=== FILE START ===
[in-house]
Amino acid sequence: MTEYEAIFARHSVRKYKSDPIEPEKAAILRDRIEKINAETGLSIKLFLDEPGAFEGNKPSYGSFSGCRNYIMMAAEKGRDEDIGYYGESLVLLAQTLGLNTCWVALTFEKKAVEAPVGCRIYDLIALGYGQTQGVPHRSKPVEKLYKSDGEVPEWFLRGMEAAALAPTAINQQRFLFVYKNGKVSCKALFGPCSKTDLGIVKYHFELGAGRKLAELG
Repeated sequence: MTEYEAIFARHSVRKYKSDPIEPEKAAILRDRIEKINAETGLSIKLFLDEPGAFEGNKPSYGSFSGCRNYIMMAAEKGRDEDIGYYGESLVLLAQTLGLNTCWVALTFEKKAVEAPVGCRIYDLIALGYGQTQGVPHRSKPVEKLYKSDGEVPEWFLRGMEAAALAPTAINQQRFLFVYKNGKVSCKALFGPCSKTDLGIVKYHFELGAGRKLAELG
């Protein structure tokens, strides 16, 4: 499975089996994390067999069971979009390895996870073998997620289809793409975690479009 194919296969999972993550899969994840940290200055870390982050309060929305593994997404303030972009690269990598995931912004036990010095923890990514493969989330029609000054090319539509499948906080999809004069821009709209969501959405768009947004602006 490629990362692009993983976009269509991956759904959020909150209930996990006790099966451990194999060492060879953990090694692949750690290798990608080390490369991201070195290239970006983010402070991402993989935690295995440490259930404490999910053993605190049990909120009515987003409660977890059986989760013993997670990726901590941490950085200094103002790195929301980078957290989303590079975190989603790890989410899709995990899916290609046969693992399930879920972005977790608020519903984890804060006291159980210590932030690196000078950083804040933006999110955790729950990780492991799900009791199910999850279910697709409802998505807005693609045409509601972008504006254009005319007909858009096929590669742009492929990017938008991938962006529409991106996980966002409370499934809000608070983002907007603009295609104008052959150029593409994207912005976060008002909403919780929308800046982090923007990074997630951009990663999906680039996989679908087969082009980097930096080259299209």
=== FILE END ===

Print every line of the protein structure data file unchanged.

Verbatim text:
[in-house]
Amino acid sequence: MTEYEAIFARHSVRKYKSDPIEPEKAAILRDRIEKINAETGLSIKLFLDEPGAFEGNKPSYGSFSGCRNYIMMAAEKGRDEDIGYYGESLVLLAQTLGLNTCWVALTFEKKAVEAPVGCRIYDLIALGYGQTQGVPHRSKPVEKLYKSDGEVPEWFLRGMEAAALAPTAINQQRFLFVYKNGKVSCKALFGPCSKTDLGIVKYHFELGAGRKLAELG
Repeated sequence: MTEYEAIFARHSVRKYKSDPIEPEKAAILRDRIEKINAETGLSIKLFLDEPGAFEGNKPSYGSFSGCRNYIMMAAEKGRDEDIGYYGESLVLLAQTLGLNTCWVALTFEKKAVEAPVGCRIYDLIALGYGQTQGVPHRSKPVEKLYKSDGEVPEWFLRGMEAAALAPTAINQQRFLFVYKNGKVSCKALFGPCSKTDLGIVKYHFELGAGRKLAELG
């Protein structure tokens, strides 16, 4: 499975089996994390067999069971979009390895996870073998997620289809793409975690479009 194919296969999972993550899969994840940290200055870390982050309060929305593994997404303030972009690269990598995931912004036990010095923890990514493969989330029609000054090319539509499948906080999809004069821009709209969501959405768009947004602006 490629990362692009993983976009269509991956759904959020909150209930996990006790099966451990194999060492060879953990090694692949750690290798990608080390490369991201070195290239970006983010402070991402993989935690295995440490259930404490999910053993605190049990909120009515987003409660977890059986989760013993997670990726901590941490950085200094103002790195929301980078957290989303590079975190989603790890989410899709995990899916290609046969693992399930879920972005977790608020519903984890804060006291159980210590932030690196000078950083804040933006999110955790729950990780492991799900009791199910999850279910697709409802998505807005693609045409509601972008504006254009005319007909858009096929590669742009492929990017938008991938962006529409991106996980966002409370499934809000608070983002907007603009295609104008052959150029593409994207912005976060008002909403919780929308800046982090923007990074997630951009990663999906680039996989679908087969082009980097930096080259299209």